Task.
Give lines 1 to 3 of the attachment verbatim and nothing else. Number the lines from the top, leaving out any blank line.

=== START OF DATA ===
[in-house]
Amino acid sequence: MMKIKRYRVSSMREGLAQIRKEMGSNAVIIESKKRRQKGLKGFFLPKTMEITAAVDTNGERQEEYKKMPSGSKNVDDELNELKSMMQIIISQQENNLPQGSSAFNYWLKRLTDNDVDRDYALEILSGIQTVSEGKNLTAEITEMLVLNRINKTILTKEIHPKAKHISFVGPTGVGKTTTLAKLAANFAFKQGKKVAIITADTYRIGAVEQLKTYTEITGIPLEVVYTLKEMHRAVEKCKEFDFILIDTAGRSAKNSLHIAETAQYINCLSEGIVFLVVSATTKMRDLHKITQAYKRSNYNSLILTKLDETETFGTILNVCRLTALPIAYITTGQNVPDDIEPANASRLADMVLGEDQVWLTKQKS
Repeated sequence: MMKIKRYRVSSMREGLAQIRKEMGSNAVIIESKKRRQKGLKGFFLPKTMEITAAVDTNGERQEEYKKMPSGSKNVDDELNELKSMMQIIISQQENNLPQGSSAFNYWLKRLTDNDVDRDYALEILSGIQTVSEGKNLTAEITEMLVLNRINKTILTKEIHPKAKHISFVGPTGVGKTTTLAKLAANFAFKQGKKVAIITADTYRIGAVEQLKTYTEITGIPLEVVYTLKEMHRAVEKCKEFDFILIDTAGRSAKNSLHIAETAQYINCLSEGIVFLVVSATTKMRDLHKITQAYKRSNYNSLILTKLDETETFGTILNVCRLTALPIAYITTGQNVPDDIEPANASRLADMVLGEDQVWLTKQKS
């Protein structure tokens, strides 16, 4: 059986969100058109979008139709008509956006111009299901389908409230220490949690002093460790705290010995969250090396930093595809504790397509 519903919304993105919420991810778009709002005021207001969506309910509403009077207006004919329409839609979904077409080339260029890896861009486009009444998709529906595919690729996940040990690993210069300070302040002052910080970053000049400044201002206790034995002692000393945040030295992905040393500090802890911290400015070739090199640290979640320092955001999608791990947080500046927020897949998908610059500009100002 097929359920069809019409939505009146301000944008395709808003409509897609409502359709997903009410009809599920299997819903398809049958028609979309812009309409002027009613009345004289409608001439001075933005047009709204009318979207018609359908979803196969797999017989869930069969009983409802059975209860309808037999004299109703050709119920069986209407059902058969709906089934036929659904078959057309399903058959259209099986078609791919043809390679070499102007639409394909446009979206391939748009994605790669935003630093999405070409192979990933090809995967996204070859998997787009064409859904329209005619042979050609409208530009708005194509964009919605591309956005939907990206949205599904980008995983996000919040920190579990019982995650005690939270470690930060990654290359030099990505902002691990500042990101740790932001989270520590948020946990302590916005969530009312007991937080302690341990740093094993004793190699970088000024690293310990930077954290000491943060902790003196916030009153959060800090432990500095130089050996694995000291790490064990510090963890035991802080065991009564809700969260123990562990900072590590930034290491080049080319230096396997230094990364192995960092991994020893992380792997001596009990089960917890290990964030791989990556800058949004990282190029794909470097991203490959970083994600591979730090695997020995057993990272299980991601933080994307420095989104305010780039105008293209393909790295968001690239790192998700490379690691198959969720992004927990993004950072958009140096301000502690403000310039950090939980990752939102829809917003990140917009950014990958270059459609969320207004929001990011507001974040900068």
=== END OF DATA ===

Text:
[in-house]
Amino acid sequence: MMKIKRYRVSSMREGLAQIRKEMGSNAVIIESKKRRQKGLKGFFLPKTMEITAAVDTNGERQEEYKKMPSGSKNVDDELNELKSMMQIIISQQENNLPQGSSAFNYWLKRLTDNDVDRDYALEILSGIQTVSEGKNLTAEITEMLVLNRINKTILTKEIHPKAKHISFVGPTGVGKTTTLAKLAANFAFKQGKKVAIITADTYRIGAVEQLKTYTEITGIPLEVVYTLKEMHRAVEKCKEFDFILIDTAGRSAKNSLHIAETAQYINCLSEGIVFLVVSATTKMRDLHKITQAYKRSNYNSLILTKLDETETFGTILNVCRLTALPIAYITTGQNVPDDIEPANASRLADMVLGEDQVWLTKQKS
Repeated sequence: MMKIKRYRVSSMREGLAQIRKEMGSNAVIIESKKRRQKGLKGFFLPKTMEITAAVDTNGERQEEYKKMPSGSKNVDDELNELKSMMQIIISQQENNLPQGSSAFNYWLKRLTDNDVDRDYALEILSGIQTVSEGKNLTAEITEMLVLNRINKTILTKEIHPKAKHISFVGPTGVGKTTTLAKLAANFAFKQGKKVAIITADTYRIGAVEQLKTYTEITGIPLEVVYTLKEMHRAVEKCKEFDFILIDTAGRSAKNSLHIAETAQYINCLSEGIVFLVVSATTKMRDLHKITQAYKRSNYNSLILTKLDETETFGTILNVCRLTALPIAYITTGQNVPDDIEPANASRLADMVLGEDQVWLTKQKS